How Fascism Works: The Politics of Us and Them
I am not one of those Marilu Henner-like people who can recall the events of any calendar day they’ve lived through. Nor do I have a purely eidetic memory, although it’s close.
My memory presents a burden because the emotions associated with what I’m recalling arrive in the package. The odd pauses in my speaking occur not because, as many hope or fear, I’ve had an aneurysm burst, but because I’m experiencing an unexpected or unwelcome emotion.
As with so many things in my life, books offer a respite. If I’ve read it, I can remember it without any emotional baggage. I can pick up the edition I read decades ago and locate what I recall, navigating instantly to the desired nugget. For years I avoided rereading because there was no point: I could remember what I’d read in the first place.
While this proved extremely useful academically, it feels like cheating. I didn’t learn how to do this. It just happens. I can appear smarter than I am because I’m spouting something esoteric that I remember and find related to our conversation. I know it’s just a parlor trick.
Luckily, technology has leveled the playing field. Remembering what I’ve read on-screen is proving tougher for me than when I read physical books. Take the present volume. Evidently, I finished reading it months ago. At least that’s what the Books app tells me.
There are even passages highlighted throughout to confirm my passing by–passages that are just the sort of thing that would have stuck in my mind if I’d read a physical book. Discovering them, with absolutely no recall of the first go-around, leaves me wondering whether I process backlit words differently or if everyone experiences this sort of thing.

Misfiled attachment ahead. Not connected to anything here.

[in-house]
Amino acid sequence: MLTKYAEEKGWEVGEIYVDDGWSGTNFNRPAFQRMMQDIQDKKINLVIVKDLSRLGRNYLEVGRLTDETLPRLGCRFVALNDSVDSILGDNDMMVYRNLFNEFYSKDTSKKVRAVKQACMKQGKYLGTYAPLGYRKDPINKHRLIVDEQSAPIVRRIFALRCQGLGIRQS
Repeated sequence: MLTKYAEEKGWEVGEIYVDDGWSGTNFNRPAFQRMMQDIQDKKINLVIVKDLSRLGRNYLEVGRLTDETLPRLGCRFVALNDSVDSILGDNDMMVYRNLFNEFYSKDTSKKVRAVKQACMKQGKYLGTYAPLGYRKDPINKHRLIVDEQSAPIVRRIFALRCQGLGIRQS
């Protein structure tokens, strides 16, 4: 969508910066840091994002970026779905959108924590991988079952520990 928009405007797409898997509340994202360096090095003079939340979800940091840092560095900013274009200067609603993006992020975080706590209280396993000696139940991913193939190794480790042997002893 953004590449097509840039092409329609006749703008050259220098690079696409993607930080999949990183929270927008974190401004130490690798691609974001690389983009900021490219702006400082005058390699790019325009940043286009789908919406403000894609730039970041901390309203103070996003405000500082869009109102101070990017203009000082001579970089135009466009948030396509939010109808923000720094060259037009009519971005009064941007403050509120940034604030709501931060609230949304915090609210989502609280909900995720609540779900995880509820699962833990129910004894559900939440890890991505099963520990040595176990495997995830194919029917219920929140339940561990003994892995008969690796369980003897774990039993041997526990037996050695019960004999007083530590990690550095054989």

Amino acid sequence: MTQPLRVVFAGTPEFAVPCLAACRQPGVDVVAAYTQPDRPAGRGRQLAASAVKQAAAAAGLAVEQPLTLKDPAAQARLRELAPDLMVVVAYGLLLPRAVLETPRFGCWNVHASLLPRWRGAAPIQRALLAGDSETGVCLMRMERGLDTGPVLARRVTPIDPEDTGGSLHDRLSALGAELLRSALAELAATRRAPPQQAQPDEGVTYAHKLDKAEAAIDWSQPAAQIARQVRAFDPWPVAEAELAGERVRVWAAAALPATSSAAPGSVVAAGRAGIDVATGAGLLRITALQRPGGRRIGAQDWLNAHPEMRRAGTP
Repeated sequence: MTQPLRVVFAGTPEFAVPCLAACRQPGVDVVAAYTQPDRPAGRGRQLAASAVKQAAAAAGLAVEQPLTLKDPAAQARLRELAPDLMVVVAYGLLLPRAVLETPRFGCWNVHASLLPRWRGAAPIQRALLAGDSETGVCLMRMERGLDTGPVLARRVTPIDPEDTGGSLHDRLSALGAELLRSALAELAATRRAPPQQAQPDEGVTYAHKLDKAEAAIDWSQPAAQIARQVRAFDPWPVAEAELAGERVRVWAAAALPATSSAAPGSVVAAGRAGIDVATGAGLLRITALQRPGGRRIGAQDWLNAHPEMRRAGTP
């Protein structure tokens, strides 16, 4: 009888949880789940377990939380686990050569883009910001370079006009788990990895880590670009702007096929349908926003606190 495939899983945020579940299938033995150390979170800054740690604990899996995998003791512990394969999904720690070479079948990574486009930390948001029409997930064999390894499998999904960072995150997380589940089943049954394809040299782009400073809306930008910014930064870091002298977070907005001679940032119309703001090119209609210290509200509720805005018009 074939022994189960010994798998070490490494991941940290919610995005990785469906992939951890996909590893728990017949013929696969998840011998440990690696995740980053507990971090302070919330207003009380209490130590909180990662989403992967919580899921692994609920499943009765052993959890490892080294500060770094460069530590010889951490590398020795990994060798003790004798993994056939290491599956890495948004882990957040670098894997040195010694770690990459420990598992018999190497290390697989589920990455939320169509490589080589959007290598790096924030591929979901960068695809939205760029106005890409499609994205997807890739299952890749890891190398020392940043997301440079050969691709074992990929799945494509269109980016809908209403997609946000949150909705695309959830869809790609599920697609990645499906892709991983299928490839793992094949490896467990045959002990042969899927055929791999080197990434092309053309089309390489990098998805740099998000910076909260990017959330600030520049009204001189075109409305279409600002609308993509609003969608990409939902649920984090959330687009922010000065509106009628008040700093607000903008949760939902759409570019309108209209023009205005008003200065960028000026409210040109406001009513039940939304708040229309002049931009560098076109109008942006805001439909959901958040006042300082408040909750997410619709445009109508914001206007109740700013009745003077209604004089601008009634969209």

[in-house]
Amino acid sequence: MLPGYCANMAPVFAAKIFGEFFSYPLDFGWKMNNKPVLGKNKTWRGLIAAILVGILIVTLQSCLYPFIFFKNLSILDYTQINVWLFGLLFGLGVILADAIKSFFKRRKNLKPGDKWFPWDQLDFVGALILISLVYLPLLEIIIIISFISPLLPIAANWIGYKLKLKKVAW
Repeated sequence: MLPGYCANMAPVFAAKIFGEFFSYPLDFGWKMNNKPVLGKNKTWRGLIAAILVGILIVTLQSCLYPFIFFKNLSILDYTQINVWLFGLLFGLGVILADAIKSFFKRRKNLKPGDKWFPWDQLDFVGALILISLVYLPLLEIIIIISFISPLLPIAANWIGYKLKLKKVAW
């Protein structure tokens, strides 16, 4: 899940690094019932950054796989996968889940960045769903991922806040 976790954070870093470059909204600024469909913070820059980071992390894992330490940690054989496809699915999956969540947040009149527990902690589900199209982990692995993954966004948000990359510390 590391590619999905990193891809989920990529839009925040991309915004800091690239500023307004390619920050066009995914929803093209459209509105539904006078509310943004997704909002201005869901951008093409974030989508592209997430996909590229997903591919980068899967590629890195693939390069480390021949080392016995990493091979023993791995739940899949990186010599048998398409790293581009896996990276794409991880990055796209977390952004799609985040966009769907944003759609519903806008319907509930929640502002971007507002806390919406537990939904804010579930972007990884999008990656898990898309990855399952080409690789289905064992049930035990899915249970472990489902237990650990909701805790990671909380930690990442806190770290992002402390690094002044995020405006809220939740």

Jason Stanley is not going to help us suss that out. Stanley occupies a chair in the Philosophy (upper case ‘p,’ please) department at Yale where he writes and teaches on the philosophy of language. What he aims to help us understand is how political rhetoric can function in the service of an unpalatable political program. The good professor has studied both linguistics and philosophy. So, he’s well qualified to tease apart the interplay between politics and language, but the social science guy in me wishes there was more political science.
Allow me to deal with my objections first. I’ll start with that last word in the title and I’ll stipulate that I am not current in the literature. I can remember when the rage was to replace the term ‘totalitarian governments’ with ‘the corporate state.’ While that generated plenty of silliness on both the left and the right both those terms had utility, in part, because they were not terribly ideological.
By contrast, fascism seems to be presented almost always as a problem of the political right. I’m not certain the good professor has offered his preferred term for similar behaviors indulged in by those on the left. But I’m pretty sure that the alignments in behaviors overwhelm any purported differences in political programs.